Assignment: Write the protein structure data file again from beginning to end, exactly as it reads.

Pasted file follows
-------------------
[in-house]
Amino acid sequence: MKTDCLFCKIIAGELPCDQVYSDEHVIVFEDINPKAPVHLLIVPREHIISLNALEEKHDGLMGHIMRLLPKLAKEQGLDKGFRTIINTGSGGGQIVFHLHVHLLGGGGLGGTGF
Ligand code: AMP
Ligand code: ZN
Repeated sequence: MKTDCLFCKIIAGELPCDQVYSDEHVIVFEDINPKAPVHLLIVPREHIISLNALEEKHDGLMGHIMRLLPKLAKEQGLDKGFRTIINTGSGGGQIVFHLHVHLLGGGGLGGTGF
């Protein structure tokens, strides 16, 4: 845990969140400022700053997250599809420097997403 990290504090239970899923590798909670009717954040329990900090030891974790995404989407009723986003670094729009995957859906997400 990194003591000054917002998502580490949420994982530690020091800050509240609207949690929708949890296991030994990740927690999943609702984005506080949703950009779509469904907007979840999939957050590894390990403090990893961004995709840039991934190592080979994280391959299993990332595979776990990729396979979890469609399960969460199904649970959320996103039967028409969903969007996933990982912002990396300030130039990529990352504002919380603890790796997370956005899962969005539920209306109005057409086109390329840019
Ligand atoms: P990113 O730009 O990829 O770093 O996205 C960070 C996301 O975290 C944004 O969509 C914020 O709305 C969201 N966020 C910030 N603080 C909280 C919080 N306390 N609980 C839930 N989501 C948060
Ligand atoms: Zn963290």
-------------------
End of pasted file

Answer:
[in-house]
Amino acid sequence: MKTDCLFCKIIAGELPCDQVYSDEHVIVFEDINPKAPVHLLIVPREHIISLNALEEKHDGLMGHIMRLLPKLAKEQGLDKGFRTIINTGSGGGQIVFHLHVHLLGGGGLGGTGF
Ligand code: AMP
Ligand code: ZN
Repeated sequence: MKTDCLFCKIIAGELPCDQVYSDEHVIVFEDINPKAPVHLLIVPREHIISLNALEEKHDGLMGHIMRLLPKLAKEQGLDKGFRTIINTGSGGGQIVFHLHVHLLGGGGLGGTGF
């Protein structure tokens, strides 16, 4: 845990969140400022700053997250599809420097997403 990290504090239970899923590798909670009717954040329990900090030891974790995404989407009723986003670094729009995957859906997400 990194003591000054917002998502580490949420994982530690020091800050509240609207949690929708949890296991030994990740927690999943609702984005506080949703950009779509469904907007979840999939957050590894390990403090990893961004995709840039991934190592080979994280391959299993990332595979776990990729396979979890469609399960969460199904649970959320996103039967028409969903969007996933990982912002990396300030130039990529990352504002919380603890790796997370956005899962969005539920209306109005057409086109390329840019
Ligand atoms: P990113 O730009 O990829 O770093 O996205 C960070 C996301 O975290 C944004 O969509 C914020 O709305 C969201 N966020 C910030 N603080 C909280 C919080 N306390 N609980 C839930 N989501 C948060
Ligand atoms: Zn963290």